James Brady passed away last week. This time, the press reports of his passing were accurate.
Mr. Brady’s death was publicly, and prematurely, announced March 30, 1981. On that day, John Hinckley attempted to assassinate President Ronald Reagan.
Hinckley wounded President Reagan, Washington, D.C., police officer Thomas Delahanty, Secret Service agent Tim McCarthy and White House Press Secretary James Brady.
Brady’s wounds were the most severe. He took a bullet to the head and within hours many news outlets prematurely announced his death. As it was, Brady suffered traumatic brain injury and was left paralyzed from the neck down.
In the fall of 1993, with Brady in attendance, Congress passed the Brady Bill. This bill dealt with gun control and was opposed by the National Rifle Association.
Curiously, the NRA at the same time was promoting a gun control bill that was even more restrictive. The fall of 1993 would mark the last time the NRA did not throw the proverbial kitchen sink at any efforts to restrict the Second Amendment.
While the Brady Bill mandated background checks and waiting times, the NRA version created a gun-owner federal database as was already the law in Virginia.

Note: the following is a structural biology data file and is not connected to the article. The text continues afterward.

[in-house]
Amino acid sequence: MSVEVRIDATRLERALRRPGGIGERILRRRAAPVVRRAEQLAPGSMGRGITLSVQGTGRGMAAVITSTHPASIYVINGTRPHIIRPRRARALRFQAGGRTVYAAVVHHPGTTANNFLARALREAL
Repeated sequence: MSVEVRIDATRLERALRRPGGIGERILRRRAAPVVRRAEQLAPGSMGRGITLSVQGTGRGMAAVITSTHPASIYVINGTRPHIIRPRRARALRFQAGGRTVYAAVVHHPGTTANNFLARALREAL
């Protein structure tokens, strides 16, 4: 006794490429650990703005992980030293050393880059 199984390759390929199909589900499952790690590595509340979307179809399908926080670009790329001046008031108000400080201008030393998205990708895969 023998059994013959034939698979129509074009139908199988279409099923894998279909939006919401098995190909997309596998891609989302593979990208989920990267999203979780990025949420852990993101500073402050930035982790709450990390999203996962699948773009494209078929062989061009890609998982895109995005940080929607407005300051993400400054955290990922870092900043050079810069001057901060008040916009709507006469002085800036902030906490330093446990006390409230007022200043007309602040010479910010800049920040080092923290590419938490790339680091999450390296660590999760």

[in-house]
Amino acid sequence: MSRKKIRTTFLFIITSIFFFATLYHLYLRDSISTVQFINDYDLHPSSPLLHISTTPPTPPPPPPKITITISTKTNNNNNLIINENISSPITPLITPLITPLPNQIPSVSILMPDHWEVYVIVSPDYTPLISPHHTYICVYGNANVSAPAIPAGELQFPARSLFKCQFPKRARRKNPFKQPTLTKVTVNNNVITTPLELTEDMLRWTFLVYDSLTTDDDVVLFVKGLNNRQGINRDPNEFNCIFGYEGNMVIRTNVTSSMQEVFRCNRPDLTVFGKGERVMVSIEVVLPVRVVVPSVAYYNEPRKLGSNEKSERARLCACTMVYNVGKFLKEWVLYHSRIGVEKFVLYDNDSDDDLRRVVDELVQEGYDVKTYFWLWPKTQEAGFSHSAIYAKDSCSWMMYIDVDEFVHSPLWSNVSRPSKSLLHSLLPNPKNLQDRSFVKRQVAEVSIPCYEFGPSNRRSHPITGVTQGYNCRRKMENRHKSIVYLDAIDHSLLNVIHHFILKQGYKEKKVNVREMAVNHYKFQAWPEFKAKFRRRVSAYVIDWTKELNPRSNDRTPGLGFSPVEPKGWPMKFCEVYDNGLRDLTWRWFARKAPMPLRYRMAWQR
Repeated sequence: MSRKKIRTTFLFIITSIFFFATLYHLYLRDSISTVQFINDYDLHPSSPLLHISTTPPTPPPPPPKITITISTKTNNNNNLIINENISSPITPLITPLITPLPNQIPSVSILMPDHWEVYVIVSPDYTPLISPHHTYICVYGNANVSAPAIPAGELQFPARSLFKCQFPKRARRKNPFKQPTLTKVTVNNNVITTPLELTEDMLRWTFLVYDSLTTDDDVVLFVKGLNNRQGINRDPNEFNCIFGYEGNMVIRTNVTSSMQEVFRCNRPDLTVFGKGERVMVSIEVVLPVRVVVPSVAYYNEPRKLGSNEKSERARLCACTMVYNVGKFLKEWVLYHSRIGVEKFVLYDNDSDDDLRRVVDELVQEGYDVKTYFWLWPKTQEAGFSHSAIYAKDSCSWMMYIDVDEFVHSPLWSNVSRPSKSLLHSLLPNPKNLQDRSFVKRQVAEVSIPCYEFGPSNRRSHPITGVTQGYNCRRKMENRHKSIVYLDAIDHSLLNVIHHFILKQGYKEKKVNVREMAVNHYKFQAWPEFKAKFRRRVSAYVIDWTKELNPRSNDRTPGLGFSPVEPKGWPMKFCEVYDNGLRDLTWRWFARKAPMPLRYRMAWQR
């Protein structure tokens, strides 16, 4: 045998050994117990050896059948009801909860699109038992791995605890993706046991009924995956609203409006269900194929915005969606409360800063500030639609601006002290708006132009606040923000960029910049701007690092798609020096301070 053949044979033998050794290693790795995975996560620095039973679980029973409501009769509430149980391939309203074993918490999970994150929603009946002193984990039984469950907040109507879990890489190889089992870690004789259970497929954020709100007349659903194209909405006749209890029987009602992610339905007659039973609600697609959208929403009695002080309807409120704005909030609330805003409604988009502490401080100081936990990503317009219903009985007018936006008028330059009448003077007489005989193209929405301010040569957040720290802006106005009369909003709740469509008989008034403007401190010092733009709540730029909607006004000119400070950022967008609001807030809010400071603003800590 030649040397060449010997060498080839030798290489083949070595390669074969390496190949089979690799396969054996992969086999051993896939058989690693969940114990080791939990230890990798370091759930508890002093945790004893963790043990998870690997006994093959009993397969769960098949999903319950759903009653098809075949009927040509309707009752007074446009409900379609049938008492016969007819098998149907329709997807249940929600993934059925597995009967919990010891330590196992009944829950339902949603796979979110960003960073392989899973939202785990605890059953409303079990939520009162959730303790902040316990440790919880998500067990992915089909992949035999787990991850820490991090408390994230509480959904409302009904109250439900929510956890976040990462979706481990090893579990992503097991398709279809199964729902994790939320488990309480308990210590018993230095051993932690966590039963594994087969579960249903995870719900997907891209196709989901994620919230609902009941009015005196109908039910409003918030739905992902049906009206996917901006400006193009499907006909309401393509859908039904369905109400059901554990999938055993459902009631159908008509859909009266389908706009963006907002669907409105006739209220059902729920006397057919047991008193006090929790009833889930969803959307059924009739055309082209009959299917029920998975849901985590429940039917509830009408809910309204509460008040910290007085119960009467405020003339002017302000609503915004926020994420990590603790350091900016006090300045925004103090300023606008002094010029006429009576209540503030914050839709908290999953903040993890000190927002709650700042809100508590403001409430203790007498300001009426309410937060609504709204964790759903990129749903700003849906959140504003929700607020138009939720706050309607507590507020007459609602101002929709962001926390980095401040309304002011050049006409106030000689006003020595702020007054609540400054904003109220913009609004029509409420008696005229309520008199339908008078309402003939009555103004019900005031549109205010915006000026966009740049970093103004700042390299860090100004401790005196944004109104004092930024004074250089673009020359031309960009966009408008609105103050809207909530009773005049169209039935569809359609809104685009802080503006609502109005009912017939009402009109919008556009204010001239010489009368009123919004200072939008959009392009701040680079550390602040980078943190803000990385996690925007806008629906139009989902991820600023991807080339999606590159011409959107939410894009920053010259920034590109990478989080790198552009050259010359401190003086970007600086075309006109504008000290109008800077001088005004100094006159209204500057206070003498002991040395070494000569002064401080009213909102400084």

The question occupying Washington politicians that fall was which gun control bill to vote for. There were three — Brady’s, the NRA’s and a third that had no chance.
It was a forgone conclusion that one of the three was going to pass. So, why did the Brady Bill pass when the NRA’s more restrictive version was acknowledged by virtually everyone to be the better solution? Because James Brady knew most of the senators voting on the bill. Period. It’s that simple.
The weaker legislation won. And in Brady’s legislative victory, Galveston could learn a lesson.
The ability to get desired legislation passed is rarely, if ever, found in the best solution to a problem. Often successful legislation is a result of building relationships and coalitions that produce the desired result.
Without those Congressional relationships or a defining national experience (i.e., 9/11), most legislation often dies a lonely death.
Congressional hearing rooms are filled on a daily basis with the smartest people on the planet offering up their best ideas to America’s leaders. It would be logical to believe that wisdom wins the day. But this is politics. More often than not those experts leave Capitol Hill frustrated that their message seemed to not even be heard.
Galveston and its leaders should learn from James Brady. Relationships are the underpinning of getting a bill through Congress, not superior ideas. Use our limited resources accordingly.